Multilingual Classrooms

Learning, Teaching and Assessment

The majority of students within the Business School are international and/or multilingual, and in these multilingual classrooms, both Home and International students are experiencing the benefits and limitations of their own variety of English. Students face a challenging task; communicating in a way that Business Management staff value is essential to their success. But what are the academic literacies that matter to staff in Business Management? How are we currently helping our students to acquire these new literacies? Could we be providing these opportunities more effectively and efficiently? The aim of our project is to answer these questions and, on the basis of these answers, create resources to fill gaps in our provision, bringing staff and students together to adapt to new approaches to learning

What are academic literacies?

When a student enters university, the way they are required to speak and write is different from the ways in which they communicate in other environments. Within universities, both UK and International students are tasked with becoming fluent in new forms of discourse - these are known as academic literacies and refer to a student’s ability to communicate in an appropriate way within different academic disciplines such as Business Management, Sports Studies, Linguistics etc. Each discipline requires a different set of skills, and the aim of this project is to identify the skills required for academic success within Business Management with a view to providing tailored, targeted support for students in these key areas.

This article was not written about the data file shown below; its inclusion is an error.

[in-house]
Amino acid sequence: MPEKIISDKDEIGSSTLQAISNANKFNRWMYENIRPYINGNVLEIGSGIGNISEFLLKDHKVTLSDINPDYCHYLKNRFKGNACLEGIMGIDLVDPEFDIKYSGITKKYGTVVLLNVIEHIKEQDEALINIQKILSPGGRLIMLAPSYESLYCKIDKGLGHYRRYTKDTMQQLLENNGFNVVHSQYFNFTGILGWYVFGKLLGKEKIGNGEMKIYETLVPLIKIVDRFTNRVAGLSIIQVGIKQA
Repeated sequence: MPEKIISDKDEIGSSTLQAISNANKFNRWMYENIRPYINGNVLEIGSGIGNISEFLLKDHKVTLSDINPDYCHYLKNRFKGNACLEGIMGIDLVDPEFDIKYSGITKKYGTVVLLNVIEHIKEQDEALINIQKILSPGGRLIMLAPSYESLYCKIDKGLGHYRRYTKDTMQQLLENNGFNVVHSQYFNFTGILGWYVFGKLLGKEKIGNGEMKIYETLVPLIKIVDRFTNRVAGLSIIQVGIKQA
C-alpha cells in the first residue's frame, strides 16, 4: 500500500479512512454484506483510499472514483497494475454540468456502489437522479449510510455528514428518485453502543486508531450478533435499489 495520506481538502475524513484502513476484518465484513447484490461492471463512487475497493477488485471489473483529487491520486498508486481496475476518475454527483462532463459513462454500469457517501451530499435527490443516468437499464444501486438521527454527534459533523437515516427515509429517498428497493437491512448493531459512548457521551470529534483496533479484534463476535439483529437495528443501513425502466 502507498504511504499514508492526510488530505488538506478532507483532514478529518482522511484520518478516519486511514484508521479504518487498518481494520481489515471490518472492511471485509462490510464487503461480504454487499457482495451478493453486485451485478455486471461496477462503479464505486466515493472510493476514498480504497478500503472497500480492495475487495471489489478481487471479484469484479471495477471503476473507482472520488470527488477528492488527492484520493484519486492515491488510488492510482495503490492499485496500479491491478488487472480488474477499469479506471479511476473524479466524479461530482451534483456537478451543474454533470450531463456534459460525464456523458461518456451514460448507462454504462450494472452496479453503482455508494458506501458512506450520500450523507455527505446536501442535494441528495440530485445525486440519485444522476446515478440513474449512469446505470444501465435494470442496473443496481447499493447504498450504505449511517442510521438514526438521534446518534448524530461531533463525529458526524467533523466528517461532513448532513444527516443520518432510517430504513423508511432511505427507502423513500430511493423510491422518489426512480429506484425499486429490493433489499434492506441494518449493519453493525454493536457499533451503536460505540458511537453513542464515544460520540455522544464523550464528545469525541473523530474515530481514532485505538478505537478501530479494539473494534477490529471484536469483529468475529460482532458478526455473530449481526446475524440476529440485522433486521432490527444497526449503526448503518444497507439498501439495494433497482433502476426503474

Research Questions

Research Question 1: How are we currently supporting our students, both Home and International, to acquire these new academic literacies? Could we be providing these opportunities more effectively and efficiently? What are the gaps in our provision?

Research Question 2: What are the ways of writing and talking that are valued in the academic discipline of Business Management? Where opportunities for students to develop are currently insufficient, which materials and approaches could strengthen this provision?

The project team includes a group of dedicated Student Researchers successfully recruited from within the Business School - Theresa Chu, Blanca Gracia Riquelme, Fathima Nauzar and Mark Mattinson. The student researchers recently presented the preliminary findings of the project at the Undergraduate Research Conference in poster form, which will soon be made available for visitors to this page.

Cookie Settings